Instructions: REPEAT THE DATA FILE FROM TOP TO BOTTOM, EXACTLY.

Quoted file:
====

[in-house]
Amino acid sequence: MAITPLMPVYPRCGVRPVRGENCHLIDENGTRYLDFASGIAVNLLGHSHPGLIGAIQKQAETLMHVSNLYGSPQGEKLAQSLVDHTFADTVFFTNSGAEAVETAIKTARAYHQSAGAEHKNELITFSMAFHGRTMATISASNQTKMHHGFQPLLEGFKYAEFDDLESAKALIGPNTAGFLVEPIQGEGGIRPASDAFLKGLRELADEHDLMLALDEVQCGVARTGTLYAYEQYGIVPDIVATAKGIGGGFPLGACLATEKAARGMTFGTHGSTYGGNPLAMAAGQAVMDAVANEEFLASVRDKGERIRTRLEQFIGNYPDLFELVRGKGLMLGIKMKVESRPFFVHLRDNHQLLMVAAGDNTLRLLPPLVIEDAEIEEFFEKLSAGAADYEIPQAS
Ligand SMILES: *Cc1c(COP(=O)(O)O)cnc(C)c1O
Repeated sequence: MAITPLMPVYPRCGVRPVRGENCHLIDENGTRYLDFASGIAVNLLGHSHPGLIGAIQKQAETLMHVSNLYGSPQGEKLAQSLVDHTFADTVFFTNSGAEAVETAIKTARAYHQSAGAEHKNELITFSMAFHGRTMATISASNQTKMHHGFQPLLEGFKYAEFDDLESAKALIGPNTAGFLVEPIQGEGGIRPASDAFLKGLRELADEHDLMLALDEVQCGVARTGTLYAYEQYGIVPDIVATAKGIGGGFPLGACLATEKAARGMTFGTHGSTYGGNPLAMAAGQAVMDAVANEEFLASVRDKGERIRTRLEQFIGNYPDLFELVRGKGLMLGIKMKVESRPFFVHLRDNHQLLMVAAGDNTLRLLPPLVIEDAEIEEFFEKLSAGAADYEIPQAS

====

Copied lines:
[in-house]
Amino acid sequence: MAITPLMPVYPRCGVRPVRGENCHLIDENGTRYLDFASGIAVNLLGHSHPGLIGAIQKQAETLMHVSNLYGSPQGEKLAQSLVDHTFADTVFFTNSGAEAVETAIKTARAYHQSAGAEHKNELITFSMAFHGRTMATISASNQTKMHHGFQPLLEGFKYAEFDDLESAKALIGPNTAGFLVEPIQGEGGIRPASDAFLKGLRELADEHDLMLALDEVQCGVARTGTLYAYEQYGIVPDIVATAKGIGGGFPLGACLATEKAARGMTFGTHGSTYGGNPLAMAAGQAVMDAVANEEFLASVRDKGERIRTRLEQFIGNYPDLFELVRGKGLMLGIKMKVESRPFFVHLRDNHQLLMVAAGDNTLRLLPPLVIEDAEIEEFFEKLSAGAADYEIPQAS
Ligand SMILES: *Cc1c(COP(=O)(O)O)cnc(C)c1O
Repeated sequence: MAITPLMPVYPRCGVRPVRGENCHLIDENGTRYLDFASGIAVNLLGHSHPGLIGAIQKQAETLMHVSNLYGSPQGEKLAQSLVDHTFADTVFFTNSGAEAVETAIKTARAYHQSAGAEHKNELITFSMAFHGRTMATISASNQTKMHHGFQPLLEGFKYAEFDDLESAKALIGPNTAGFLVEPIQGEGGIRPASDAFLKGLRELADEHDLMLALDEVQCGVARTGTLYAYEQYGIVPDIVATAKGIGGGFPLGACLATEKAARGMTFGTHGSTYGGNPLAMAAGQAVMDAVANEEFLASVRDKGERIRTRLEQFIGNYPDLFELVRGKGLMLGIKMKVESRPFFVHLRDNHQLLMVAAGDNTLRLLPPLVIEDAEIEEFFEKLSAGAADYEIPQAS